I definitely recommend her course to anyone that wants to learn how to optimize their child’s gut health. She has courses focusing on toddlers as well, so I may be looking into those down the road. For now, I’m working through her recommendations and enjoying seeing my son try new flavors as I am learning how to balance foods that keep his digestion moving (plums, prunes, and pears) with other foods like bananas that he loves but end up being more constipating.

We’re also awaiting the results of his Tiny Health gut test. They take a sample of his poop and give you a breakdown of any imbalances in his microbiome along with recommendations for specific probiotic strains that he may need, along with dietary changes that could help. They can detect biomarkers for food allergies and eczema, so I’m definitely looking forward to finding out his results so that we can be proactive about building up his gut and immunity. They have you complete several surveys about parental health, what pregnancy and delivery was like, and family history, so I like that it’s an in depth look from multiple angles, not just a stool sample. If you’d like to order your own test, you can use my code REF-EMILYA1258 for $20 off.

Here are some of my takeaways:

  • Simply giving your child what you’re eating is not always appropriate when starting solids. Many fruits and vegetables need to be cooked for them to be able to digest them properly, and introducing grains too early can also cause gut and digestive distress. Also, they need a nutrient dense diet, so having plenty of protein, vegetables, fruit and fats is key, which I’m guessing is not always the case in adult meals (I know it’s not that way with ours).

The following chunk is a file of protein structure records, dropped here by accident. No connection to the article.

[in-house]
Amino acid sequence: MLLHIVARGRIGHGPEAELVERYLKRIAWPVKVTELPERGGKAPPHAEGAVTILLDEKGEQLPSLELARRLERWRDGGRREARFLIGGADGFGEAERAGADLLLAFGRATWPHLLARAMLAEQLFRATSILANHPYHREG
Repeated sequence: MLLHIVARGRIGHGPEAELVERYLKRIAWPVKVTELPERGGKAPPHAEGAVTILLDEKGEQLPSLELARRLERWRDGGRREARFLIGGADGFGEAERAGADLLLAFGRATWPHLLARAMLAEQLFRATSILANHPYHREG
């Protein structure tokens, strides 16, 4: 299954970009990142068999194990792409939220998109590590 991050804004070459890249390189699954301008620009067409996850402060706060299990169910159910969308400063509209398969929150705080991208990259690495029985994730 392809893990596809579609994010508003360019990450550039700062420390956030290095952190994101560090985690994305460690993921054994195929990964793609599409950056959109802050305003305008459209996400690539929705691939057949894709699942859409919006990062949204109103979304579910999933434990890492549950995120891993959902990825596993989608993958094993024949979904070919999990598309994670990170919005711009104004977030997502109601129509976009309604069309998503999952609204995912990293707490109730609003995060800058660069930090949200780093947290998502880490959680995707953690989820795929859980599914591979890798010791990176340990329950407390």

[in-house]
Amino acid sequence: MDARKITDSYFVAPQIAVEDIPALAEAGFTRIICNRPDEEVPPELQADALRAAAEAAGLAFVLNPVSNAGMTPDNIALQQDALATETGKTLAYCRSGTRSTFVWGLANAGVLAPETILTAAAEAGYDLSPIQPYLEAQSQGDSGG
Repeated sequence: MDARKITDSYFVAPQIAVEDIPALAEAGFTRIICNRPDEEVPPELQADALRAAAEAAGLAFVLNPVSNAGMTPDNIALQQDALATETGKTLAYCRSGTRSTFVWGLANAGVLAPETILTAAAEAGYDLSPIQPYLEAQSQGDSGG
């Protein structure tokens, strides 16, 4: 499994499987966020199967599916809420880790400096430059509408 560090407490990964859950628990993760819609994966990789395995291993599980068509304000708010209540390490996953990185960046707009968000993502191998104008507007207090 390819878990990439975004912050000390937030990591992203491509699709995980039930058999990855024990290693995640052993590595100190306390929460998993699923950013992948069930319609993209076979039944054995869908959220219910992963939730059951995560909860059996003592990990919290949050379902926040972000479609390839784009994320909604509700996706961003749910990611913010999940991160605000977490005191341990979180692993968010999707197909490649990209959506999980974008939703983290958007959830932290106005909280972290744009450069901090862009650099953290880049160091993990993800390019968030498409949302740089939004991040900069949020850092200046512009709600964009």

• Babies require more attention to their nutrition early on to set them up for success later. If your diet is completely balanced, this may not be as much of an issue to give them what you’re having, but that seems uncommon in today’s busy environment. The Weston A. Price Foundation has a lot of helpful information regarding good first foods and nutrition in general. Spoiler alert – rice cereal isn’t one of them 😉
  • You’re NOT a bad parent if you feed your child purees! Guess what, countless others and I were fed them and I’m one of the most adventurous eaters you’ll ever met. Purees cause picky eating? That’s silly if you ask me. The most important thing is giving your baby a chance to try a wide variety of flavors early on, and to remember it can take multiple introductions of a flavor before they decide whether they like it or not.
  • If your child has oral ties like our son does, starting with larger pieces of food can be problematic as they may struggle with chewing and swallowing more than children without ties. Gradually moving to textures and larger finger foods only AFTER successful introduction of purees is a much safer way to transition them into eating solid foods.

I hope this post will serve to encourage those of you that also feel like BLW isn’t right for your family and give you some helpful resources to look into other options for feeding and weaning.

Let me know your thoughts in the comments.

Thanks for reading!